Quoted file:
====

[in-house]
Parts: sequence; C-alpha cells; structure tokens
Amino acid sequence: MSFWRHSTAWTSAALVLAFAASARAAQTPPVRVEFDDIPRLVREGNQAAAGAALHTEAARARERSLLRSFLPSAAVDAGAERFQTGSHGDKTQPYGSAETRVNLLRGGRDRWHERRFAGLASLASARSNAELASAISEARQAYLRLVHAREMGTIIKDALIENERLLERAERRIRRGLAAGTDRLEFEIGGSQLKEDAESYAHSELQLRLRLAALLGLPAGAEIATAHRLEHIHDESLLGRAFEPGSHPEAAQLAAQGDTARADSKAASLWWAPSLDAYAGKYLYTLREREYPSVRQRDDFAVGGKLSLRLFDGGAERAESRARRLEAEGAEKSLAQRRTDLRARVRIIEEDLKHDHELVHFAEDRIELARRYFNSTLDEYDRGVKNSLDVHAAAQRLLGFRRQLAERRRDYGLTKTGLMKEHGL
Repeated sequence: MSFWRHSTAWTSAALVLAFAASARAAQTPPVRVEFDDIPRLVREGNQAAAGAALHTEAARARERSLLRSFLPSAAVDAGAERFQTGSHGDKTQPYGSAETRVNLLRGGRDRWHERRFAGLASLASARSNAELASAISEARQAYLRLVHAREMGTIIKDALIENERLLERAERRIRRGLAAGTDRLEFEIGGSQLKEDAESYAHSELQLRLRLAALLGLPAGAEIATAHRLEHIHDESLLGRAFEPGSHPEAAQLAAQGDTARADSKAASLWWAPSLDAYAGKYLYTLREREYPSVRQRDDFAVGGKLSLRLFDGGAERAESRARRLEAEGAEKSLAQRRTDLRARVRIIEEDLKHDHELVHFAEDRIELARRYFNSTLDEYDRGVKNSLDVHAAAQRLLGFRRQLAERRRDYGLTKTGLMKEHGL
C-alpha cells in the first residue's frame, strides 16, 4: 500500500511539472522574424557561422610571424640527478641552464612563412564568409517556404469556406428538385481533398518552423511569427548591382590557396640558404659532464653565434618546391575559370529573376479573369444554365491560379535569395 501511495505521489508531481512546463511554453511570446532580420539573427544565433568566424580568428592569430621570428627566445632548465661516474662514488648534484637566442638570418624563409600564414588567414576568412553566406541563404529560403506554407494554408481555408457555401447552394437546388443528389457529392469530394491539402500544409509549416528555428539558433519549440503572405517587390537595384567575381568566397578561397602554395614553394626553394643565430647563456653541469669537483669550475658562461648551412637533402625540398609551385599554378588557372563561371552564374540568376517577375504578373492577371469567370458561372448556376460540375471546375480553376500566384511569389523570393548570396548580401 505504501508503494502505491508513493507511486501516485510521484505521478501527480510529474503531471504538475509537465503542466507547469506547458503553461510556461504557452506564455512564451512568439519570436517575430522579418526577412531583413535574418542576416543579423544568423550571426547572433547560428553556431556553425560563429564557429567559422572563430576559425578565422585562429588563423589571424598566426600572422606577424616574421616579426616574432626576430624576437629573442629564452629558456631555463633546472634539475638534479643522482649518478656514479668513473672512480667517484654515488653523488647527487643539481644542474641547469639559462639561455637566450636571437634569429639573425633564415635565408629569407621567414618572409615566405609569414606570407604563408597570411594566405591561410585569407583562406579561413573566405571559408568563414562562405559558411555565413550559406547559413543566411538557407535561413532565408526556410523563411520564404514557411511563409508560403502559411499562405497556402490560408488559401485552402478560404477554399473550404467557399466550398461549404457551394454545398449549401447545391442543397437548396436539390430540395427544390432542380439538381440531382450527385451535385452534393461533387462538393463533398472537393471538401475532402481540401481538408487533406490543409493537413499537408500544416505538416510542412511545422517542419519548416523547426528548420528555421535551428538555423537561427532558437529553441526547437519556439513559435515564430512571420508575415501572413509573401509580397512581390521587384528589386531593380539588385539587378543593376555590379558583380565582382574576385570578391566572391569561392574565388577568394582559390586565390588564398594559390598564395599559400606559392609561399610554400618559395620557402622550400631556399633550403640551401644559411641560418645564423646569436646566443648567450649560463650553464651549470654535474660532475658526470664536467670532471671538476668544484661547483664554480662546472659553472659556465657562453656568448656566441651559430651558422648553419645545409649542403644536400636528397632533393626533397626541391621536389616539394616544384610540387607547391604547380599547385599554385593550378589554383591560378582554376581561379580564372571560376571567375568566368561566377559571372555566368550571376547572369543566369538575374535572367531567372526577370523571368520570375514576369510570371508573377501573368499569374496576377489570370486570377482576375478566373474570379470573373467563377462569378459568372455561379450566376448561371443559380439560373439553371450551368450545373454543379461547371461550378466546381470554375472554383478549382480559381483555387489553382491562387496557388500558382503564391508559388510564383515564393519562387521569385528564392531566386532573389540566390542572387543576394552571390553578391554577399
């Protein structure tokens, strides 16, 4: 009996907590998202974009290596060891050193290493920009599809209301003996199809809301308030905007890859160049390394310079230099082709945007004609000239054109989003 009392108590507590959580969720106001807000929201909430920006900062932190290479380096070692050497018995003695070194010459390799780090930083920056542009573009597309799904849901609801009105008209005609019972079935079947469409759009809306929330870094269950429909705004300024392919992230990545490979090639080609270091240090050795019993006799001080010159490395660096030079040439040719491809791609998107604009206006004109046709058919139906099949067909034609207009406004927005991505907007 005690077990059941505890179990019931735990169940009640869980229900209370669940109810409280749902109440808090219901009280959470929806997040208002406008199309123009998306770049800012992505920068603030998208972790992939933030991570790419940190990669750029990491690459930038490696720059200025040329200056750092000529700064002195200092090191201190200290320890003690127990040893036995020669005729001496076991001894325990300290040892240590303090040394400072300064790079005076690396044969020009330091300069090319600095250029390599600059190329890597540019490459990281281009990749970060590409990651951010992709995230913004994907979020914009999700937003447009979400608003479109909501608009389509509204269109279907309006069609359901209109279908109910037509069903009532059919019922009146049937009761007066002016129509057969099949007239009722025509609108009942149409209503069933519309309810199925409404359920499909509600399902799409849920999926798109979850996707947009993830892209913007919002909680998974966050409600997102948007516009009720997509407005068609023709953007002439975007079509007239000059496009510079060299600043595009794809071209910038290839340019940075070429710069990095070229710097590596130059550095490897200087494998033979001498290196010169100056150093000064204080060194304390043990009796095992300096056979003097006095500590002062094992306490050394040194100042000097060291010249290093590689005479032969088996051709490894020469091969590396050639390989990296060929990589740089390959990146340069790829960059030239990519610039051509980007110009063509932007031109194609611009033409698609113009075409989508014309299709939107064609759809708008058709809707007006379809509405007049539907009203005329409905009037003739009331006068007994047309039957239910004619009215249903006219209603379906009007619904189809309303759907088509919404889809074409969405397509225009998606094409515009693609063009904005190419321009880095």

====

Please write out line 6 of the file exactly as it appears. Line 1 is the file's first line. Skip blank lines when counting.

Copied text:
């Protein structure tokens, strides 16, 4: 009996907590998202974009290596060891050193290493920009599809209301003996199809809301308030905007890859160049390394310079230099082709945007004609000239054109989003 009392108590507590959580969720106001807000929201909430920006900062932190290479380096070692050497018995003695070194010459390799780090930083920056542009573009597309799904849901609801009105008209005609019972079935079947469409759009809306929330870094269950429909705004300024392919992230990545490979090639080609270091240090050795019993006799001080010159490395660096030079040439040719491809791609998107604009206006004109046709058919139906099949067909034609207009406004927005991505907007 005690077990059941505890179990019931735990169940009640869980229900209370669940109810409280749902109440808090219901009280959470929806997040208002406008199309123009998306770049800012992505920068603030998208972790992939933030991570790419940190990669750029990491690459930038490696720059200025040329200056750092000529700064002195200092090191201190200290320890003690127990040893036995020669005729001496076991001894325990300290040892240590303090040394400072300064790079005076690396044969020009330091300069090319600095250029390599600059190329890597540019490459990281281009990749970060590409990651951010992709995230913004994907979020914009999700937003447009979400608003479109909501608009389509509204269109279907309006069609359901209109279908109910037509069903009532059919019922009146049937009761007066002016129509057969099949007239009722025509609108009942149409209503069933519309309810199925409404359920499909509600399902799409849920999926798109979850996707947009993830892209913007919002909680998974966050409600997102948007516009009720997509407005068609023709953007002439975007079509007239000059496009510079060299600043595009794809071209910038290839340019940075070429710069990095070229710097590596130059550095490897200087494998033979001498290196010169100056150093000064204080060194304390043990009796095992300096056979003097006095500590002062094992306490050394040194100042000097060291010249290093590689005479032969088996051709490894020469091969590396050639390989990296060929990589740089390959990146340069790829960059030239990519610039051509980007110009063509932007031109194609611009033409698609113009075409989508014309299709939107064609759809708008058709809707007006379809509405007049539907009203005329409905009037003739009331006068007994047309039957239910004619009215249903006219209603379906009007619904189809309303759907088509919404889809074409969405397509225009998606094409515009693609063009904005190419321009880095």